Make a Statement

One of my favorite Instagram accounts is unfortunate portrait. The artist makes prints, cards and t-shirts with witty designs combining famous people with well-known phrases to create something like "French Kiss" which would depict Gene Simmons wearing a beret and a striped shirt. Not only are the designs easy to understand, but they are funny and joyful and people really respond well to the political statements made by the artist as well. There is a design for everybody and it always makes me wish I had thought of the phrases that the artist created.

from the @unfortunateportrait Instagram feed

Watch This

Recently, there has been a major influx of diverse casts gracing our television and movie theater screens. Moonlight won best picture at the Oscars, Get out made $113 million dollars at the box office, and tv shows such as Atlanta and Insecure are making waves for telling the stories of people of color by people of color. Finally we are able to see important stories getting widespread recognition and rave reviews. This is especially relevant because as our new government is increasingly less-diverse and accepting the arts will be important in making P.O.C.'s stories heard. I saw was able to watch every show and movie that I listed above, and it helped to open my eyes to the subtle racism and self-doubt that many people in the U.S. deal with in their real day-to-day lives. That is why it is so important for us to continue to fight for our diverse culture because it is what makes the U.S. an amazing and interesting country to live in.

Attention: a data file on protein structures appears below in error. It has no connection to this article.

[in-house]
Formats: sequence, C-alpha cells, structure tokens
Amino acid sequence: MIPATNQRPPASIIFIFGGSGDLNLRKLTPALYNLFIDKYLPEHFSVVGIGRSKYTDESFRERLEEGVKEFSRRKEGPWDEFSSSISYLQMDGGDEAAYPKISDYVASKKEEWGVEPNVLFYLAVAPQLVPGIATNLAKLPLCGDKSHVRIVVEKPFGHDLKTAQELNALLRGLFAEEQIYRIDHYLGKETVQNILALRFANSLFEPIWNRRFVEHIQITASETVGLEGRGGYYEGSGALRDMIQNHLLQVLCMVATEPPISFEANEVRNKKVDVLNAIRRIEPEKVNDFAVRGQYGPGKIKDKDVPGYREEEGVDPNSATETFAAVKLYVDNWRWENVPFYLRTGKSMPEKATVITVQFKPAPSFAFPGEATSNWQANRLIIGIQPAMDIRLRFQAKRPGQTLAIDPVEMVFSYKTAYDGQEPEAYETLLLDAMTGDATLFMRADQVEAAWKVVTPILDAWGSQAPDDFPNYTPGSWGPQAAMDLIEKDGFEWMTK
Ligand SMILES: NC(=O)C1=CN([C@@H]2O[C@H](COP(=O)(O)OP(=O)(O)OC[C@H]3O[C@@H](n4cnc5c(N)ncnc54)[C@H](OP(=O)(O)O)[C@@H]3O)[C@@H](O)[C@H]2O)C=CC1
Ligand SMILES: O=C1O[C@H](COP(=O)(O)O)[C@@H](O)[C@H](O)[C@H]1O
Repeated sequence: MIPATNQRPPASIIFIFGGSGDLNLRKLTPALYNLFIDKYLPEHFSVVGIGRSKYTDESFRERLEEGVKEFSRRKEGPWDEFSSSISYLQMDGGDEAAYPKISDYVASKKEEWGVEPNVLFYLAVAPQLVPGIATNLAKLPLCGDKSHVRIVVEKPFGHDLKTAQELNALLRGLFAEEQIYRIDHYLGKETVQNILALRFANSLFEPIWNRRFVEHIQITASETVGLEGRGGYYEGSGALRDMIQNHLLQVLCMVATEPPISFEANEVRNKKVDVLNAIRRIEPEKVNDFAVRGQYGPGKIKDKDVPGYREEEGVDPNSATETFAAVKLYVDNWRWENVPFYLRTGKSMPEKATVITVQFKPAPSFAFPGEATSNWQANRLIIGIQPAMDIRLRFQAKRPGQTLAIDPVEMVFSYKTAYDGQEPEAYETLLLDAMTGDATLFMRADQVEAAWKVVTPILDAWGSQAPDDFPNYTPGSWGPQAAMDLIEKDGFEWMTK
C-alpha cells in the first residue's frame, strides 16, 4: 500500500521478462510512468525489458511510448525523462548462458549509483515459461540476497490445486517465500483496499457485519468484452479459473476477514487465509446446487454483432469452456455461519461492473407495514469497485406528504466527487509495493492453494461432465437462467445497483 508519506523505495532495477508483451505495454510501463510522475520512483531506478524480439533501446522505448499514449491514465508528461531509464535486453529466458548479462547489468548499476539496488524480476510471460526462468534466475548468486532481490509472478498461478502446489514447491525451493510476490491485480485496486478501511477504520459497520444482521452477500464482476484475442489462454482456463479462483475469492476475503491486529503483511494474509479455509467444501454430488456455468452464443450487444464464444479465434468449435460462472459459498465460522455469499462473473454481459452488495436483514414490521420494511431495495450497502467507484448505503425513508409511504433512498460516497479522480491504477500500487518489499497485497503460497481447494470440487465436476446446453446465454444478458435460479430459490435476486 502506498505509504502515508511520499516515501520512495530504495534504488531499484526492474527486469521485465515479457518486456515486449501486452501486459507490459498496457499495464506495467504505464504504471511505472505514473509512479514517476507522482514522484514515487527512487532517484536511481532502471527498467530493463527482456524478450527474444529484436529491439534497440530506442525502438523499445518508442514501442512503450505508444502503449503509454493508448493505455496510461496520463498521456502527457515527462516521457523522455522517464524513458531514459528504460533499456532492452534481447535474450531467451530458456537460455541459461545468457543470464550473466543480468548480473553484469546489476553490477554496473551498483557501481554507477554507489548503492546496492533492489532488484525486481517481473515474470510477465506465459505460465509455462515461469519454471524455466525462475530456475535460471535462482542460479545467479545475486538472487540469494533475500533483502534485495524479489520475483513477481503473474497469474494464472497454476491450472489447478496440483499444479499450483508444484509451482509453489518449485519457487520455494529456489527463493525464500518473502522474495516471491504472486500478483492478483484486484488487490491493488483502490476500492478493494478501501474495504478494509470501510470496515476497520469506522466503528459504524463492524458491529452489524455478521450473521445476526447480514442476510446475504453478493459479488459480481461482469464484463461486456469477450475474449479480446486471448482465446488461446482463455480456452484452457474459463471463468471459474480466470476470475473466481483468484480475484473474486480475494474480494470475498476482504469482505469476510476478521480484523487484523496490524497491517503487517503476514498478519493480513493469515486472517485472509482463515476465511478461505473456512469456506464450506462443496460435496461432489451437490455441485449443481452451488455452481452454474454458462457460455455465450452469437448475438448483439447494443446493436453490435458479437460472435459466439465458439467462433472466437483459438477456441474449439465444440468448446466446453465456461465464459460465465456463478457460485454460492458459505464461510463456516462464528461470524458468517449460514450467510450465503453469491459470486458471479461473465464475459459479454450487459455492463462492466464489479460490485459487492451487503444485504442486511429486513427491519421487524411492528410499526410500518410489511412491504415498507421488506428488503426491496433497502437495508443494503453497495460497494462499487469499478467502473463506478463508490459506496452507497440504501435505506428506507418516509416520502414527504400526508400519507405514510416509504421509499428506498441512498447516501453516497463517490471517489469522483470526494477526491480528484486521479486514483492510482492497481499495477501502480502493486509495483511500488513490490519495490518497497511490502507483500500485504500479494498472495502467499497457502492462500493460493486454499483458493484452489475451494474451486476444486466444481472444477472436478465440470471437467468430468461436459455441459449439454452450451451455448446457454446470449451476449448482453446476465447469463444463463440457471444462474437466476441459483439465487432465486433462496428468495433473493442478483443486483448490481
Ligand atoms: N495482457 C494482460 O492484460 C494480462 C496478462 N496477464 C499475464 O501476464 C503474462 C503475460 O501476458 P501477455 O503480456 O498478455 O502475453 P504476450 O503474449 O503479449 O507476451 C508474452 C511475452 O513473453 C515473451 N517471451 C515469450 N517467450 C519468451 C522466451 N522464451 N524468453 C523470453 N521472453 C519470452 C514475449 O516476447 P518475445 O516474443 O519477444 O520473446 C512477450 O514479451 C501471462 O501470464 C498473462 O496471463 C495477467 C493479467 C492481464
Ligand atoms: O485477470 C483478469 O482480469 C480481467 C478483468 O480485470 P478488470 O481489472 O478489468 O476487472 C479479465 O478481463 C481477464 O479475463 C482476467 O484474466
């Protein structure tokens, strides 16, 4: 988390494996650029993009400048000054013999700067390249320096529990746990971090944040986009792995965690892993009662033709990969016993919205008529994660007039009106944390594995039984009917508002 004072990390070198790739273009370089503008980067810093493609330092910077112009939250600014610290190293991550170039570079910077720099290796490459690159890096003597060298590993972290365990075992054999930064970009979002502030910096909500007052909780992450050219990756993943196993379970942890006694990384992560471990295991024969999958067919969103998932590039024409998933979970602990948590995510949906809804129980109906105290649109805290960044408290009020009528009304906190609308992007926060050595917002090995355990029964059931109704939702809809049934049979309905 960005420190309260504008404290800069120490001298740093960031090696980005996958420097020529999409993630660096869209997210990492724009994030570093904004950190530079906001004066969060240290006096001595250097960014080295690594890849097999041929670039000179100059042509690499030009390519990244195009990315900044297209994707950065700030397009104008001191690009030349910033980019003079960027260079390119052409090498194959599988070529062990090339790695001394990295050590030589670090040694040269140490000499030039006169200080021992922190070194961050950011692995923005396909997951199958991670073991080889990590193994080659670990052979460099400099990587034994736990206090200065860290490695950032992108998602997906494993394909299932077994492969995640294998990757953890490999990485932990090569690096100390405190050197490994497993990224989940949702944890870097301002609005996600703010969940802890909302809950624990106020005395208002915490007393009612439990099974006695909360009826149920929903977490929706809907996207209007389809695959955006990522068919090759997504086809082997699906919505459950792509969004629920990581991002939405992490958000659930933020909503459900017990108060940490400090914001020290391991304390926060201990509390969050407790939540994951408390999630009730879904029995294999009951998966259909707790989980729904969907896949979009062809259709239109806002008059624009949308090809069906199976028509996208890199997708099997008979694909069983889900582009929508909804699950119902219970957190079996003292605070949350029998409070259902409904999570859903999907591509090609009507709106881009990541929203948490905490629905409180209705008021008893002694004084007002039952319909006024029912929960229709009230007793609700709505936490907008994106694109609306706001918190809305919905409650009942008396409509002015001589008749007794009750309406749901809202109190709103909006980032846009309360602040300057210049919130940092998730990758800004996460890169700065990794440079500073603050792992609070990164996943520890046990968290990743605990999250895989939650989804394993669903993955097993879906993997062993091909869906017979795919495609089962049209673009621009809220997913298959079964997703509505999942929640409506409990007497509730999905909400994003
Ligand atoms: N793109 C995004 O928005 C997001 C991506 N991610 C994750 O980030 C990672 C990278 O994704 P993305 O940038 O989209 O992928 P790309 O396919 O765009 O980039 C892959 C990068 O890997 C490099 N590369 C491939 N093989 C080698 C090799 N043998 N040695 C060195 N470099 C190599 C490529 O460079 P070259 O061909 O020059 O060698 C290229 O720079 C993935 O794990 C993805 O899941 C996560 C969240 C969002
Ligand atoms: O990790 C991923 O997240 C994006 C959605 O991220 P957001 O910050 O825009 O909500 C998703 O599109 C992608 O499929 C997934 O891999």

Created By
Raven Heinz-Garcia


Created with images by pennuja - "Swiss Army" and google images